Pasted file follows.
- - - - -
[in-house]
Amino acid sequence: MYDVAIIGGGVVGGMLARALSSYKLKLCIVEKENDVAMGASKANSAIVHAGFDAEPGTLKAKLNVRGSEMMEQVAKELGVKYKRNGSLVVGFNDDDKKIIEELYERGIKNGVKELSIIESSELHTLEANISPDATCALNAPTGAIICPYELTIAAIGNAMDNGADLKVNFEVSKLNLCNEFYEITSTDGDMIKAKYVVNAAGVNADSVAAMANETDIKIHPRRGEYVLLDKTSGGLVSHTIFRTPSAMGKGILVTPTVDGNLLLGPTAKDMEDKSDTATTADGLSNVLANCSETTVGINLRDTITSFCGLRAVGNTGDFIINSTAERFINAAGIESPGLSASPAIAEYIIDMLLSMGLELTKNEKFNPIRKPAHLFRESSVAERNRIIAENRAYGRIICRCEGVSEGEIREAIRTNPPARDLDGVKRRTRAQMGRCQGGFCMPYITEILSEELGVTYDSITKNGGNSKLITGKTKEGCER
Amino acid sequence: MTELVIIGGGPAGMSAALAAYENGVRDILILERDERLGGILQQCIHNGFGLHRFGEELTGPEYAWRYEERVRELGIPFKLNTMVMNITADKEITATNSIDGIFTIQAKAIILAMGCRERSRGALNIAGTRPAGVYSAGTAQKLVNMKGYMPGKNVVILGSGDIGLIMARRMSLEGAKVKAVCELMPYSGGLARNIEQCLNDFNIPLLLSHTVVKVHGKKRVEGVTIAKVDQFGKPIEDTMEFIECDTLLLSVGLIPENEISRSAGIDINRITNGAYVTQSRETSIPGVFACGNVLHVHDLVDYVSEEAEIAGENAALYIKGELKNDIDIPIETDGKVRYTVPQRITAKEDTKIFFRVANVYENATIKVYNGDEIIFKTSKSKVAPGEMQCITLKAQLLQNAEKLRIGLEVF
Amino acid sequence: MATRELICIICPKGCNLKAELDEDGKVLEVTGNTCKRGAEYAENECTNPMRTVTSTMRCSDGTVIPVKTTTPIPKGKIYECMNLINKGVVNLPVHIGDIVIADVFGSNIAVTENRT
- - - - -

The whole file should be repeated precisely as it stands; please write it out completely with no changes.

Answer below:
[in-house]
Amino acid sequence: MYDVAIIGGGVVGGMLARALSSYKLKLCIVEKENDVAMGASKANSAIVHAGFDAEPGTLKAKLNVRGSEMMEQVAKELGVKYKRNGSLVVGFNDDDKKIIEELYERGIKNGVKELSIIESSELHTLEANISPDATCALNAPTGAIICPYELTIAAIGNAMDNGADLKVNFEVSKLNLCNEFYEITSTDGDMIKAKYVVNAAGVNADSVAAMANETDIKIHPRRGEYVLLDKTSGGLVSHTIFRTPSAMGKGILVTPTVDGNLLLGPTAKDMEDKSDTATTADGLSNVLANCSETTVGINLRDTITSFCGLRAVGNTGDFIINSTAERFINAAGIESPGLSASPAIAEYIIDMLLSMGLELTKNEKFNPIRKPAHLFRESSVAERNRIIAENRAYGRIICRCEGVSEGEIREAIRTNPPARDLDGVKRRTRAQMGRCQGGFCMPYITEILSEELGVTYDSITKNGGNSKLITGKTKEGCER
Amino acid sequence: MTELVIIGGGPAGMSAALAAYENGVRDILILERDERLGGILQQCIHNGFGLHRFGEELTGPEYAWRYEERVRELGIPFKLNTMVMNITADKEITATNSIDGIFTIQAKAIILAMGCRERSRGALNIAGTRPAGVYSAGTAQKLVNMKGYMPGKNVVILGSGDIGLIMARRMSLEGAKVKAVCELMPYSGGLARNIEQCLNDFNIPLLLSHTVVKVHGKKRVEGVTIAKVDQFGKPIEDTMEFIECDTLLLSVGLIPENEISRSAGIDINRITNGAYVTQSRETSIPGVFACGNVLHVHDLVDYVSEEAEIAGENAALYIKGELKNDIDIPIETDGKVRYTVPQRITAKEDTKIFFRVANVYENATIKVYNGDEIIFKTSKSKVAPGEMQCITLKAQLLQNAEKLRIGLEVF
Amino acid sequence: MATRELICIICPKGCNLKAELDEDGKVLEVTGNTCKRGAEYAENECTNPMRTVTSTMRCSDGTVIPVKTTTPIPKGKIYECMNLINKGVVNLPVHIGDIVIADVFGSNIAVTENRT